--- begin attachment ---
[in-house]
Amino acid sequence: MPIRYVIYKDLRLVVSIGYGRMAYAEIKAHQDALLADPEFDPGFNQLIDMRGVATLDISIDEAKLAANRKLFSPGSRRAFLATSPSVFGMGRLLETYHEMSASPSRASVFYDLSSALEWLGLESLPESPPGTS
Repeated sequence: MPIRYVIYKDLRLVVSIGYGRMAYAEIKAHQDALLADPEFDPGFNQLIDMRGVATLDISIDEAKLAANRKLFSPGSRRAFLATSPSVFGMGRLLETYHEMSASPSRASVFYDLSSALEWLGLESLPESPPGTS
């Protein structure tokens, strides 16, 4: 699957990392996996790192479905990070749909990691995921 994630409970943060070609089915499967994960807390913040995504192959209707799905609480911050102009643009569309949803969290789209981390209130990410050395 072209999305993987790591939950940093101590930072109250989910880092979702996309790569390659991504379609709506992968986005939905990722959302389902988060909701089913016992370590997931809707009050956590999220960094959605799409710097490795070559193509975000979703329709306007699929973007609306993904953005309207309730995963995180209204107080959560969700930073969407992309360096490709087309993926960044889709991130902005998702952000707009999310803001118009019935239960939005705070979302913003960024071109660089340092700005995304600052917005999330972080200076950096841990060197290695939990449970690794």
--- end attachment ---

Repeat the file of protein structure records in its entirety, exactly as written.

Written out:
[in-house]
Amino acid sequence: MPIRYVIYKDLRLVVSIGYGRMAYAEIKAHQDALLADPEFDPGFNQLIDMRGVATLDISIDEAKLAANRKLFSPGSRRAFLATSPSVFGMGRLLETYHEMSASPSRASVFYDLSSALEWLGLESLPESPPGTS
Repeated sequence: MPIRYVIYKDLRLVVSIGYGRMAYAEIKAHQDALLADPEFDPGFNQLIDMRGVATLDISIDEAKLAANRKLFSPGSRRAFLATSPSVFGMGRLLETYHEMSASPSRASVFYDLSSALEWLGLESLPESPPGTS
């Protein structure tokens, strides 16, 4: 699957990392996996790192479905990070749909990691995921 994630409970943060070609089915499967994960807390913040995504192959209707799905609480911050102009643009569309949803969290789209981390209130990410050395 072209999305993987790591939950940093101590930072109250989910880092979702996309790569390659991504379609709506992968986005939905990722959302389902988060909701089913016992370590997931809707009050956590999220960094959605799409710097490795070559193509975000979703329709306007699929973007609306993904953005309207309730995963995180209204107080959560969700930073969407992309360096490709087309993926960044889709991130902005998702952000707009999310803001118009019935239960939005705070979302913003960024071109660089340092700005995304600052917005999330972080200076950096841990060197290695939990449970690794």